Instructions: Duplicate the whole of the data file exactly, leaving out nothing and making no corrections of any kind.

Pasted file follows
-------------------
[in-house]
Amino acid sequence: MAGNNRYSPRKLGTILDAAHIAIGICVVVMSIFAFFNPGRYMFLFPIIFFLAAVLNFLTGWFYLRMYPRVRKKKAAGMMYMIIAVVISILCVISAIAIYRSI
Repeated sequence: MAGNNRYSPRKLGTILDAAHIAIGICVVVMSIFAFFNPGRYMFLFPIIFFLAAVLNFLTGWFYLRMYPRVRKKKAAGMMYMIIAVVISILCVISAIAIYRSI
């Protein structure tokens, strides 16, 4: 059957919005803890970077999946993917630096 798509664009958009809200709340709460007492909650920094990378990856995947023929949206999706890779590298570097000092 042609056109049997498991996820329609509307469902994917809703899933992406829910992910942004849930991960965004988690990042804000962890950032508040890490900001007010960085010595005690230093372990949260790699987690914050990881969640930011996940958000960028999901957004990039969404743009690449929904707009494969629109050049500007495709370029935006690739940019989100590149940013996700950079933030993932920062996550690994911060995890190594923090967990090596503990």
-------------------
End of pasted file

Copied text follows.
[in-house]
Amino acid sequence: MAGNNRYSPRKLGTILDAAHIAIGICVVVMSIFAFFNPGRYMFLFPIIFFLAAVLNFLTGWFYLRMYPRVRKKKAAGMMYMIIAVVISILCVISAIAIYRSI
Repeated sequence: MAGNNRYSPRKLGTILDAAHIAIGICVVVMSIFAFFNPGRYMFLFPIIFFLAAVLNFLTGWFYLRMYPRVRKKKAAGMMYMIIAVVISILCVISAIAIYRSI
């Protein structure tokens, strides 16, 4: 059957919005803890970077999946993917630096 798509664009958009809200709340709460007492909650920094990378990856995947023929949206999706890779590298570097000092 042609056109049997498991996820329609509307469902994917809703899933992406829910992910942004849930991960965004988690990042804000962890950032508040890490900001007010960085010595005690230093372990949260790699987690914050990881969640930011996940958000960028999901957004990039969404743009690449929904707009494969629109050049500007495709370029935006690739940019989100590149940013996700950079933030993932920062996550690994911060995890190594923090967990090596503990």